- And it's not just about higher pay. Employees are focused on health care, flexibility in our new age of hybrid work, and benefits. "Child care especially has become a sticking point for working parents," Isom says.
3. Climate moves corporations
Companies large and small, some with longtime roots in their neighborhoods, are on the hunt for new real estate that is less prone to weather and climate extremes, Axios' Andrew Freedman reports.
Driving the news: Within the past three years, tech giant Hewlett Packard Enterprise, a major hospital in South Carolina, and the nation's eighth-largest airline (by passengers carried) have all decided to move their infrastructure to higher ground.
- Last month, Roper St. Francis Healthcare’s 332-bed facility on Charleston peninsula announced a $500 million plan to move inland, after repeated bouts of flooding during coastal storms and so-called "sunny day flooding."
- Hewlett Packard Enterprise is working to complete its new global headquarters in Spring, Texas, after experiencing extensive flooding at its former Houston-area campus in 2016 and again in 2017 during Hurricane Harvey.
- In Florida, the discount airline Spirit announced it would add a second operations center in Orlando to supplement its current headquarters in Miramar, Florida, a region that was battered by high winds during Hurricane Irma in 2020.
What to watch: The devastating tornadoes across six states last weekend offer a grim climate warning that could push even more companies to move.
4. What we're driving
I'm like the majority of SUV owners: My biggest excursion is to Home Depot, Joann Muller writes.
- But the 2022 Ford Bronco I tested off-road recently had so much technology that even I was able to plow through sloppy mud trails and crawl over boulders with confidence.
I drove a loaded two-door Bronco First Edition at the 106-acre Holly Oaks off-road vehicle park north of Detroit; it's an old gravel pit that's been turned into an automotive obstacle course.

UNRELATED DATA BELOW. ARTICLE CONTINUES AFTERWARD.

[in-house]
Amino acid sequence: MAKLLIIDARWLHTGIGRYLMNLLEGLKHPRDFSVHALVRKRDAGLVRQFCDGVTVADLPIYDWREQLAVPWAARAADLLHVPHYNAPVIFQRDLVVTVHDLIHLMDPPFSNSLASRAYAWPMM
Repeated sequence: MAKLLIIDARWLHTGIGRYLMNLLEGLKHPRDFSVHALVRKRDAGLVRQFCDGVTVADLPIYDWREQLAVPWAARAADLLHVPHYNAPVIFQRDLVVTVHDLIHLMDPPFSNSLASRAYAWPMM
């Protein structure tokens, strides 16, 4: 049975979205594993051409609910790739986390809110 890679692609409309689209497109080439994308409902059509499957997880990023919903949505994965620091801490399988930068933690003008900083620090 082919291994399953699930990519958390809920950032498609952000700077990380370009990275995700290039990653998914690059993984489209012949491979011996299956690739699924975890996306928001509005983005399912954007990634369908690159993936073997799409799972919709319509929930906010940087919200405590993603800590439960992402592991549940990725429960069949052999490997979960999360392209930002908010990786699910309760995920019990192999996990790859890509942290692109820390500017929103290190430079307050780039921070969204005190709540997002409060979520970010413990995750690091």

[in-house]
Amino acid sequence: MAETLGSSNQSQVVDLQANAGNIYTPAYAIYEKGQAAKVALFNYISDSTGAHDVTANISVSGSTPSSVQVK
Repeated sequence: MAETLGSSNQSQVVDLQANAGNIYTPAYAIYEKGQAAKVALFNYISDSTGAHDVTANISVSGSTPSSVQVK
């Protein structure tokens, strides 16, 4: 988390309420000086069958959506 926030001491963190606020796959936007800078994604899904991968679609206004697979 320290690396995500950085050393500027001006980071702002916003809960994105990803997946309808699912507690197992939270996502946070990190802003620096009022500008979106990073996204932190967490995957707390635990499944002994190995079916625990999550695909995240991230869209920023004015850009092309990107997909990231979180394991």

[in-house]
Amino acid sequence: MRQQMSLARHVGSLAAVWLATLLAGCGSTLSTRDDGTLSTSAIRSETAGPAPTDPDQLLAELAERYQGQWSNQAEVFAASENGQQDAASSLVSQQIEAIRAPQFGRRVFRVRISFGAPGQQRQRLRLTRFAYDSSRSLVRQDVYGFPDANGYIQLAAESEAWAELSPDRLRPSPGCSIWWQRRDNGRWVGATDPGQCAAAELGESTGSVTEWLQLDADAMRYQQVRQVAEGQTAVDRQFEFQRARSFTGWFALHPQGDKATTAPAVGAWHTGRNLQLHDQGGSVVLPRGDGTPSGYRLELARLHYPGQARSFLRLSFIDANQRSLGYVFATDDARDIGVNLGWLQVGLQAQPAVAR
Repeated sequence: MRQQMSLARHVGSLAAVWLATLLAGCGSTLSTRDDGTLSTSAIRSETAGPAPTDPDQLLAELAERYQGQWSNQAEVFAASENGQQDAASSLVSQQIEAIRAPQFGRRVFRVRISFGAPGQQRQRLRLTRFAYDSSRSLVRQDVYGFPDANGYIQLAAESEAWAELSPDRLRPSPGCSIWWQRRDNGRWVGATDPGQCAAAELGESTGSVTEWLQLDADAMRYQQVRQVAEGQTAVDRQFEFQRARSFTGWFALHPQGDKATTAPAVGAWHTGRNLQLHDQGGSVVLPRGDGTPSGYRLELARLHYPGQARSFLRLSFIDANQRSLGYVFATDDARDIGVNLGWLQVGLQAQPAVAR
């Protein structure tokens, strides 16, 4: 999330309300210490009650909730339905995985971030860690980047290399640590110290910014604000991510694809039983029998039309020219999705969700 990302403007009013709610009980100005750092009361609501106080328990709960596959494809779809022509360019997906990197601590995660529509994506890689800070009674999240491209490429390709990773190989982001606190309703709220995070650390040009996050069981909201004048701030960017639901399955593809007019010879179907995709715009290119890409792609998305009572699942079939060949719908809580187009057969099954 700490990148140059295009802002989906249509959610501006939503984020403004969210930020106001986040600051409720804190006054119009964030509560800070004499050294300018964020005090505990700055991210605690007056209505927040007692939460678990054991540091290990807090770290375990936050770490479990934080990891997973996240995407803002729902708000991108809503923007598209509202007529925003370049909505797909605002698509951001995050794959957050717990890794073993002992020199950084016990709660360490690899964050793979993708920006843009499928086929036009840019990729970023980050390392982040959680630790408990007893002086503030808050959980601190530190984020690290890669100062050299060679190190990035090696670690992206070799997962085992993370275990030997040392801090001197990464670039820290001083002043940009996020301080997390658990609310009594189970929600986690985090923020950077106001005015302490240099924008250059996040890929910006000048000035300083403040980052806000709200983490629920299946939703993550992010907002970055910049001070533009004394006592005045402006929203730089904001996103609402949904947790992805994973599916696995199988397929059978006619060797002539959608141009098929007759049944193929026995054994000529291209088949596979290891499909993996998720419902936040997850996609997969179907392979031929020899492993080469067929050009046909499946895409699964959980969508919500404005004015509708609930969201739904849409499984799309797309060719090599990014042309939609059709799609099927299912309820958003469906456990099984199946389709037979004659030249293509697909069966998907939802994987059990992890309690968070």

- A Ford engineer riding shotgun coached me on how to use the technology.
How it works: A dial on the center console let me choose one of seven driving modes — Normal, Eco, Sport, Slippery and Sand, Baja, Mud/Ruts and Rock Crawl.
Other push-button features gave me added control to tackle rough terrain I'd ordinarily avoid.
While climbing up a steep and slippery hill, I lost sight of the trail. But a handy off-road spotter view on the 12-inch screen showed me where my tires should go.
- When I was afraid I'd speed out of control down a steep embankment, I used the optional Trail Control feature (which is like cruise-control for off-roading) to descend at 3 mph with no trouble.
- When I got to a tight bend on the trail, I activated Trail Turn Assist, which reduces the turning radius by applying brakes to the inside rear wheel so the car's whole rear end pivots.
The bottom line: Off-roading is fun when you know what you're doing (or at least the car does).
- The Bronco starts at $30,795, but the First Edition model I drove costs twice that.
5. Lucid Motors CEO: Elon Musk's revisionist history
Former top Tesla engineer Peter Rawlinson — now CEO of rival Lucid Motors — tells "Axios on HBO" that Elon Musk is guilty of "historical revisionism" for downplaying Rawlinson's role in developing the Tesla Model S.
Why it matters: The rivalry between the two companies is intense. Tesla has dominated the global market for electric vehicles for a decade. But Lucid's debut model, with an unprecedented 520-mile driving range, represents a real threat.
Driving the news: Rawlinson tells "Axios on HBO" that Musk asked him to be chief engineer for the Model S and "I took that from a clean sheet with just about six engineers to the car that you know and love today."
- He left Tesla in 2012, he said, because his elderly mom needed him "and I had a boss that wasn't treating me too well" — refusing to elaborate.
The intrigue: In a May 3 tweet, Musk downplayed Rawlinson's role, however:
Rawlinson says he's got the business cards and the Securities and Exchange Commission documents to prove his role.
- "I think it's sort of historical revisionism, isn't it?"